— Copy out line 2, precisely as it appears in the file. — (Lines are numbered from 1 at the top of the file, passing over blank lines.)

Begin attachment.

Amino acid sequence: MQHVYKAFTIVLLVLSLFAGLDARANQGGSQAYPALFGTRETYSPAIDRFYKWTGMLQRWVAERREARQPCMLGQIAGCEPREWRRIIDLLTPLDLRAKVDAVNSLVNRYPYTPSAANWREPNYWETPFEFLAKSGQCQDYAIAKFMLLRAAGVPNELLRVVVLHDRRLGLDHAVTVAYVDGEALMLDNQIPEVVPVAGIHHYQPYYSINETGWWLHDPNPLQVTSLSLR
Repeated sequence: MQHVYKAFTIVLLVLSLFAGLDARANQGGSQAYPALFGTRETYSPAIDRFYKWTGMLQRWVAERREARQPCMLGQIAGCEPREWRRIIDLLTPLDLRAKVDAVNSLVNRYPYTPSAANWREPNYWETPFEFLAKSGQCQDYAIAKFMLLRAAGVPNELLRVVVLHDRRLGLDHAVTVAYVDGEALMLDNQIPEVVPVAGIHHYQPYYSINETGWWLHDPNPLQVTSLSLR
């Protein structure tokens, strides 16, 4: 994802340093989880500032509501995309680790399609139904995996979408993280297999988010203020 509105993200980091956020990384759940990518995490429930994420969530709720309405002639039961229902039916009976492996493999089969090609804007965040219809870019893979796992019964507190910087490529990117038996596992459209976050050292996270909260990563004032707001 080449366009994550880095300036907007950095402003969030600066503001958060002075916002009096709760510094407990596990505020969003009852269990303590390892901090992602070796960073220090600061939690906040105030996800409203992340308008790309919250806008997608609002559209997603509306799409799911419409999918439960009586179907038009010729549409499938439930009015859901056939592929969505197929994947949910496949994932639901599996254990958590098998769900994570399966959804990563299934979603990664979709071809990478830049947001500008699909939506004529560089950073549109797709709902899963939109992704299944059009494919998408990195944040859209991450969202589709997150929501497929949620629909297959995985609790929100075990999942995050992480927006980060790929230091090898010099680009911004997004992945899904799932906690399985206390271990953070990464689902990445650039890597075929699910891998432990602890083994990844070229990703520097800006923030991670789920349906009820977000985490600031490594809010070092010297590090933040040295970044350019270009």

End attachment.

Repeated sequence: MQHVYKAFTIVLLVLSLFAGLDARANQGGSQAYPALFGTRETYSPAIDRFYKWTGMLQRWVAERREARQPCMLGQIAGCEPREWRRIIDLLTPLDLRAKVDAVNSLVNRYPYTPSAANWREPNYWETPFEFLAKSGQCQDYAIAKFMLLRAAGVPNELLRVVVLHDRRLGLDHAVTVAYVDGEALMLDNQIPEVVPVAGIHHYQPYYSINETGWWLHDPNPLQVTSLSLR